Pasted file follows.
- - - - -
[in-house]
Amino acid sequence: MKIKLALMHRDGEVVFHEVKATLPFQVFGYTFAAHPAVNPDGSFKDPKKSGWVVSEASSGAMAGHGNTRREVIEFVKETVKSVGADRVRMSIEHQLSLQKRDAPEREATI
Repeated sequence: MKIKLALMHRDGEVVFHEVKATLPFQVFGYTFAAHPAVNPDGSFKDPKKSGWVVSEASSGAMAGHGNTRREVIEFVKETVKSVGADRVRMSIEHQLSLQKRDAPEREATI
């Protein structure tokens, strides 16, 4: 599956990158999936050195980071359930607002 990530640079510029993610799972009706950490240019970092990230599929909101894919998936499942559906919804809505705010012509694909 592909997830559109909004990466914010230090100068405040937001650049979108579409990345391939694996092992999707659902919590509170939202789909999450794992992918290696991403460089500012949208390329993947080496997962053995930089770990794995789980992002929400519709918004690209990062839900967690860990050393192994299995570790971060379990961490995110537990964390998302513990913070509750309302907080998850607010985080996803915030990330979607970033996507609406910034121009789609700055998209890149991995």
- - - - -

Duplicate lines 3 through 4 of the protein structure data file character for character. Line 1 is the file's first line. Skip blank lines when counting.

Repeated sequence: MKIKLALMHRDGEVVFHEVKATLPFQVFGYTFAAHPAVNPDGSFKDPKKSGWVVSEASSGAMAGHGNTRREVIEFVKETVKSVGADRVRMSIEHQLSLQKRDAPEREATI
């Protein structure tokens, strides 16, 4: 599956990158999936050195980071359930607002 990530640079510029993610799972009706950490240019970092990230599929909101894919998936499942559906919804809505705010012509694909 592909997830559109909004990466914010230090100068405040937001650049979108579409990345391939694996092992999707659902919590509170939202789909999450794992992918290696991403460089500012949208390329993947080496997962053995930089770990794995789980992002929400519709918004690209990062839900967690860990050393192994299995570790971060379990961490995110537990964390998302513990913070509750309302907080998850607010985080996803915030990330979607970033996507609406910034121009789609700055998209890149991995």